Your credit report may be wrong; here’s what to do about it Consumer Financial Protection Bureau Consumer Errors Complaints United States

Consumers filed complaints with the Consumer Financial Protection Bureau in record numbers in 2020, according to a report released Monday by the US Public Interest Research Group, a nonprofit consumer advocacy group. Credit reporting issues were cited in 282,000, or 63%, of complaints. The majority noted “incorrect information” on credit reports or “the information belongs to someone else,” according to the report.

Not only did complaints about credit report errors top the list of consumer grievances, but the three major credit bureaus – Experian TransUnion and Equifax – were the top three companies complained about.


Accuracy is important because credit report errors can suggest identity theft or fraudulent activity on your accounts. And because credit report data provides the raw material for credit scores, mistakes can lower your score.

Some of the volume of complaints may be an unintended consequence of payment accommodations mandated by the 2020 Coronavirus Relief Bill and temporary concessions offered by lenders and credit card issuers.

But credit report errors were common even before the pandemic, says Ed Mierzwinski, senior director of the advocacy group’s federal consumer program and author of the report. Payment accommodations may have caused more people to check their credit reports and find these errors, he says.

Mierzwinski recommends that “any consumer with a credit account” check their credit report. People who have common names may be particularly at risk of confusion, he says.


You can get a free credit report from each of the three major credit bureaus using You will be asked to provide personal identification information – your name, social security number, date of birth and address.

You will also be asked security questions to verify your identity. Some of them can be difficult. If you are unable to answer correctly, call 877-322-8228 to request your credit reports by mail.

You can also download and send a request form to: Annual Credit Report Request Service, PO Box 105281, Atlanta, GA 30348-5281.


Your reports from all three offices will not be exactly the same. Not all creditors report to all three, and offices present the information in different formats. But you can use a similar procedure to read your credit reports.

First, verify your credentials. Mistakes such as misspellings from a previous employer aren’t important, but something like an address you’ve never lived at could suggest identity theft.

Next, verify the account information. Every credit account you have (and some that are closed) should be listed and include:

— Name of the creditor, account number and date of opening.

— Type of account (credit card, loan, etc.).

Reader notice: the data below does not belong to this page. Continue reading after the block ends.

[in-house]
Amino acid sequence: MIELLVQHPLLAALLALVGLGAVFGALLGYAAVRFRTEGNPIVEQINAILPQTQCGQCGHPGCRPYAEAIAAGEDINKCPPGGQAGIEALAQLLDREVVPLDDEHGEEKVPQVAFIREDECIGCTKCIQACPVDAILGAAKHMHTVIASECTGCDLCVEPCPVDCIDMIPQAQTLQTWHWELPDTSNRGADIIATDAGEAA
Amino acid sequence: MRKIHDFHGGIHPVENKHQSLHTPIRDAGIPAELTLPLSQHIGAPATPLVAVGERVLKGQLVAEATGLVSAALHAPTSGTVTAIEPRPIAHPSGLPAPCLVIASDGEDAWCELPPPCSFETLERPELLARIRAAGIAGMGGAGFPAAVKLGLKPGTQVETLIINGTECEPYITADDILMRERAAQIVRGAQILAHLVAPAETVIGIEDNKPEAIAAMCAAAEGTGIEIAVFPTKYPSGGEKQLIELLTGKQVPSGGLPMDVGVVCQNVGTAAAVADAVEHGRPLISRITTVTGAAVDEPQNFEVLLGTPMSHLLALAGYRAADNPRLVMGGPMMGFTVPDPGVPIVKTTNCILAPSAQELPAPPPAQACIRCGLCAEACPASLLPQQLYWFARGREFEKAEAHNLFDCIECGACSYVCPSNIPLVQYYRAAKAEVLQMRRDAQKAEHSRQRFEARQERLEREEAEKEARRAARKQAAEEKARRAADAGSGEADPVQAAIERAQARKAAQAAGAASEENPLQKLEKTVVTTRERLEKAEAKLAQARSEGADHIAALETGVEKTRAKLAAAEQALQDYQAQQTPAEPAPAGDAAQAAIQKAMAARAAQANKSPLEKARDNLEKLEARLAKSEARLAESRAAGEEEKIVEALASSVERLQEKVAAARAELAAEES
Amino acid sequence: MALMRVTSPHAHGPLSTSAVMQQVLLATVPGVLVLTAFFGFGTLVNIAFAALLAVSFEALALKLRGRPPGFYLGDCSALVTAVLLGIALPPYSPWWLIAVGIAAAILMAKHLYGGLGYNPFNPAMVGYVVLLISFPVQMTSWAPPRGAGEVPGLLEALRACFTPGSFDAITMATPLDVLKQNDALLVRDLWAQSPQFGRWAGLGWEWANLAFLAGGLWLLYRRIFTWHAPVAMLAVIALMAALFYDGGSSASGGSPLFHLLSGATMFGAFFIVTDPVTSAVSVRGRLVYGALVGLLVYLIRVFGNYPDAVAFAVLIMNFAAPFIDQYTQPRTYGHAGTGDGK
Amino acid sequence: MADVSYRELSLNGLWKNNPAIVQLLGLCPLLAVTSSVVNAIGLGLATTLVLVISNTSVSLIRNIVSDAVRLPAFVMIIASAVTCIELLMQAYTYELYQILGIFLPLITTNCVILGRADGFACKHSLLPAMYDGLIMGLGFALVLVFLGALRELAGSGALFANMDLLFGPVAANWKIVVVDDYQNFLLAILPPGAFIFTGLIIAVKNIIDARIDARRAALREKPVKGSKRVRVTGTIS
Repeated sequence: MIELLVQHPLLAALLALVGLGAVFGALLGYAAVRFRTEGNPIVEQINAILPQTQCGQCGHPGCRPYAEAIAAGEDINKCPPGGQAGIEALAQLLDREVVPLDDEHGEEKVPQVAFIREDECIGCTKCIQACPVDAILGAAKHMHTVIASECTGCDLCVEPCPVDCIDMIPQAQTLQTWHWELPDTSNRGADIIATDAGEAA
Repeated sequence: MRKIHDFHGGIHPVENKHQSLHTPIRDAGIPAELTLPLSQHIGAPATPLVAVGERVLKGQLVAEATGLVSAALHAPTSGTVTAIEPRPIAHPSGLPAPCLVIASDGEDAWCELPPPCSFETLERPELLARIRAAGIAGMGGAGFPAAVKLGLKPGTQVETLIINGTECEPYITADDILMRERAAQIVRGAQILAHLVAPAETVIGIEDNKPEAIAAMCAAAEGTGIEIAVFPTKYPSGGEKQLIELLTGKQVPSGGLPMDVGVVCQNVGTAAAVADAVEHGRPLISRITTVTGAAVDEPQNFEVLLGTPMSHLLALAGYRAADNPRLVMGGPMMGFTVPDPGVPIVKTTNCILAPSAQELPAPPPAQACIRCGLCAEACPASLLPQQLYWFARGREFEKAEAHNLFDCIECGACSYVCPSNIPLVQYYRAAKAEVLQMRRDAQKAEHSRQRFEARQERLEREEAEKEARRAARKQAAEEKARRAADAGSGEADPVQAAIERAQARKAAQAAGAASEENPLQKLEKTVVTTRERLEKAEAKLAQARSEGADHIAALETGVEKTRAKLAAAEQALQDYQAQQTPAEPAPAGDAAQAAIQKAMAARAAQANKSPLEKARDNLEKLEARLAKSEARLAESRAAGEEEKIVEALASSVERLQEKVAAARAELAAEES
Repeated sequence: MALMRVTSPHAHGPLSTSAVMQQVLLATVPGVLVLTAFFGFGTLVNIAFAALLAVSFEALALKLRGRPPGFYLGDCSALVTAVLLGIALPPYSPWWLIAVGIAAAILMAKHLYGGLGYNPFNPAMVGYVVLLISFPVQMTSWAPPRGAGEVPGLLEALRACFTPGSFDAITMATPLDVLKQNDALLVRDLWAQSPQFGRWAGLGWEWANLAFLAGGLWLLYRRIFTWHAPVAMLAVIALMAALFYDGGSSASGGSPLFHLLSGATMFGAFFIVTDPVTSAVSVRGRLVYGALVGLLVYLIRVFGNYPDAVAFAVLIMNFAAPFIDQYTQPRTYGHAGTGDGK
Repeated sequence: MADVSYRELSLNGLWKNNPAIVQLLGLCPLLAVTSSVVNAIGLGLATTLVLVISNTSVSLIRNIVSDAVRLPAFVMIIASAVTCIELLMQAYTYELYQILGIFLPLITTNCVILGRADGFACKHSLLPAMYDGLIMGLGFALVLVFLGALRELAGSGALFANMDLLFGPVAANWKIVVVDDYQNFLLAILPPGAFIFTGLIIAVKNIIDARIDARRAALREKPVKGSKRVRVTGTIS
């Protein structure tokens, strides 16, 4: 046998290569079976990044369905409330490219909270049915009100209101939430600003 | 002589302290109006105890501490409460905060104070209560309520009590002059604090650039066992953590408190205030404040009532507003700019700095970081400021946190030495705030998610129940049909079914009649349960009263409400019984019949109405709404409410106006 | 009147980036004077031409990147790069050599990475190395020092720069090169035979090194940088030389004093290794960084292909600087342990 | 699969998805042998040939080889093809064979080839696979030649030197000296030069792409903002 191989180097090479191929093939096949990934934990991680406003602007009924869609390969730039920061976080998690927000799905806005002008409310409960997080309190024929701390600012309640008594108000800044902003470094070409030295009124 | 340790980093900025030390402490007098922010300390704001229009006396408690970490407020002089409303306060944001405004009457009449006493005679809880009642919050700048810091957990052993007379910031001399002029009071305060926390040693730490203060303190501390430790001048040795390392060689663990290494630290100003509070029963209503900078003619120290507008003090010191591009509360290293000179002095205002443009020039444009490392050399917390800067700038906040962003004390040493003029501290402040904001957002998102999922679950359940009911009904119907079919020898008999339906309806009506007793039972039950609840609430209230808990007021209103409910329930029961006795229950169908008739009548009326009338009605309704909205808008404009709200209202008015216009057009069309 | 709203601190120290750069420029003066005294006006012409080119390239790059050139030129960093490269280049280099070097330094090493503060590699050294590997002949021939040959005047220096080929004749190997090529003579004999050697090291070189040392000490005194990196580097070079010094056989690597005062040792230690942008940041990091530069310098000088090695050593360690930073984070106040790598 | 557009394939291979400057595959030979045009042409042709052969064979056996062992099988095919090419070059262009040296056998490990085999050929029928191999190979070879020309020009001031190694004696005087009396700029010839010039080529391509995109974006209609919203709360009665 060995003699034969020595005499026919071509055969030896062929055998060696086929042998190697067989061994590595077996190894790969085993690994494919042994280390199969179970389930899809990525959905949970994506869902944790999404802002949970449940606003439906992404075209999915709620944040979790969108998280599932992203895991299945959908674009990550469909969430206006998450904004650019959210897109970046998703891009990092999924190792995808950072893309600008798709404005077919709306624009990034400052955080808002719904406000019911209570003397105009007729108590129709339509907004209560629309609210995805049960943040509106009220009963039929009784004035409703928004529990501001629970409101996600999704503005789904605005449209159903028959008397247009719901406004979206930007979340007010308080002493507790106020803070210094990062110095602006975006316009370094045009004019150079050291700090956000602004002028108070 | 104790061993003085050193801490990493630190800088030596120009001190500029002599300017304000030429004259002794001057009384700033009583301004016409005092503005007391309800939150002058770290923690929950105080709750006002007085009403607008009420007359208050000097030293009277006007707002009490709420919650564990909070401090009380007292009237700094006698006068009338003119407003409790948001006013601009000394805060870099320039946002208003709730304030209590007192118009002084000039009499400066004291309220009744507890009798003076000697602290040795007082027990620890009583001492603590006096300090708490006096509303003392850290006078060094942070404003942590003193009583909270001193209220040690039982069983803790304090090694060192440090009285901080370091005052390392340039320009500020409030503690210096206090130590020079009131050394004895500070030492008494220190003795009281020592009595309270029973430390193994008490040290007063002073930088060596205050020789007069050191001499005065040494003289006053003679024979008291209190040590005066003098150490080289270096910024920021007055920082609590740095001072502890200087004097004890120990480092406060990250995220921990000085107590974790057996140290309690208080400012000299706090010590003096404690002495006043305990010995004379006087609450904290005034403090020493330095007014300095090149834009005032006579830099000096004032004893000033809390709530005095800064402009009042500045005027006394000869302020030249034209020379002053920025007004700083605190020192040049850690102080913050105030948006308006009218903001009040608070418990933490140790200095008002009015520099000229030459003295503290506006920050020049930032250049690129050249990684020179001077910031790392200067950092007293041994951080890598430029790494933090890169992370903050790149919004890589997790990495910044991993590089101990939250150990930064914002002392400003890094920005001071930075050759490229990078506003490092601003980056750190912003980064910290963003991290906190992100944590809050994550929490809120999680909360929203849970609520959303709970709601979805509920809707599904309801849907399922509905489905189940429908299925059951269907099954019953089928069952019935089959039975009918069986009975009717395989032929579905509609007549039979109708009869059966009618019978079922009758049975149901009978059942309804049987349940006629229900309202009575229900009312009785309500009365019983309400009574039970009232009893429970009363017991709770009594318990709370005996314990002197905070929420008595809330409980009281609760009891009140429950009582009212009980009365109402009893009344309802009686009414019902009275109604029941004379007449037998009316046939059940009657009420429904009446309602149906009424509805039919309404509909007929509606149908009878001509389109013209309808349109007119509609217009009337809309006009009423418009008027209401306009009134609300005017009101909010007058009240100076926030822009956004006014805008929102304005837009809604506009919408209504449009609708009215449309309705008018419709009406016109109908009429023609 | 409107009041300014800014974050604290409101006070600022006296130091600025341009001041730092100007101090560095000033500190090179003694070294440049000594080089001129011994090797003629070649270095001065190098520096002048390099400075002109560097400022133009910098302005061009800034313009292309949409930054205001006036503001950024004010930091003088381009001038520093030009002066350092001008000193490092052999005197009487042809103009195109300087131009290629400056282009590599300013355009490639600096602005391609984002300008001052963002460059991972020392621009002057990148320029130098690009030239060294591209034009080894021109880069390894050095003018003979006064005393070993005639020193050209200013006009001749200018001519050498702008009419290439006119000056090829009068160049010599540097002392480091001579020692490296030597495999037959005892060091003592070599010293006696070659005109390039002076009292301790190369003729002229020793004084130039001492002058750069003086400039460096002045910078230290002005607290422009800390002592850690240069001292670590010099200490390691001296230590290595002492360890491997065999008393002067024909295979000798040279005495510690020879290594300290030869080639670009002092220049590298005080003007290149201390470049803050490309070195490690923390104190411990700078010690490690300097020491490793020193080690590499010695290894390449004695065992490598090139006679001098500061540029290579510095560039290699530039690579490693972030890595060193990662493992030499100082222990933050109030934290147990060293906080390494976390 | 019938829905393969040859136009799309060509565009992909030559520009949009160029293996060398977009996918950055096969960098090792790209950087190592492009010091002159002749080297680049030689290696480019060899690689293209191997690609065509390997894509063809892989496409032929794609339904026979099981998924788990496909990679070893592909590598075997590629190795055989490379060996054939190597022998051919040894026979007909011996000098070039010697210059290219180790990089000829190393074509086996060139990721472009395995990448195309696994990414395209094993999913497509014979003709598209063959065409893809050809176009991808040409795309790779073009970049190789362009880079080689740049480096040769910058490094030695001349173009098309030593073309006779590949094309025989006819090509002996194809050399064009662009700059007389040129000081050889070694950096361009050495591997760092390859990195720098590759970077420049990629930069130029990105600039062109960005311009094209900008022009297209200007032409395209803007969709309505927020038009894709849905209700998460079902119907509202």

– Account status and if you are up to date on payments. Accounts that were in good standing when the pandemic-related payment accommodations began should continue to be reported in good standing until the accommodation ends.

— Whether you are a joint owner, primary user or authorized user.

— Credit limit and/or original loan amount.

— There may be negative information, such as collection accounts or bankruptcy records. Make sure you recognize it and that it is accurate.


The Fair Credit Reporting Act holds both the creditor reporting to the credit bureaus and the credit bureaus responsible for ensuring that the information in your credit reports is accurate.

If you spot an error in one credit file, check it in the other two. Dispute the error with each office reporting it. You can dispute by mail, telephone or online – the credit report will contain information on how to file your dispute. The credit bureaus should investigate and notify you of the outcome.

You can also contact the company providing the incorrect information. He should inform the bureaus of the dispute and, if he finds that the information is incorrect or incomplete, ask the credit bureaus to delete it.

If challenging does not resolve the issue, Mierzwinski recommends filing a complaint with the CFPB and requesting an investigation. This can put additional pressure to correct misinformation, he says.

CFPB Acting Director Dave Uejio said one of his goals was to “ensure that consumers who bring complaints to us get the response and relief they deserve”.


This article originally appeared on the personal finance website NerdWallet. Bev O’Shea is a writer at NerdWallet. Email: [email protected] Twitter: @BeverlyOShea.


US PIRG: Consumers at Risk

NerdWallet: how to get your annual credit reports from major credit bureaus Request Form

NerdWallet: How to Read a Credit Report

NerdWallet: How to Dispute Credit Report Errors

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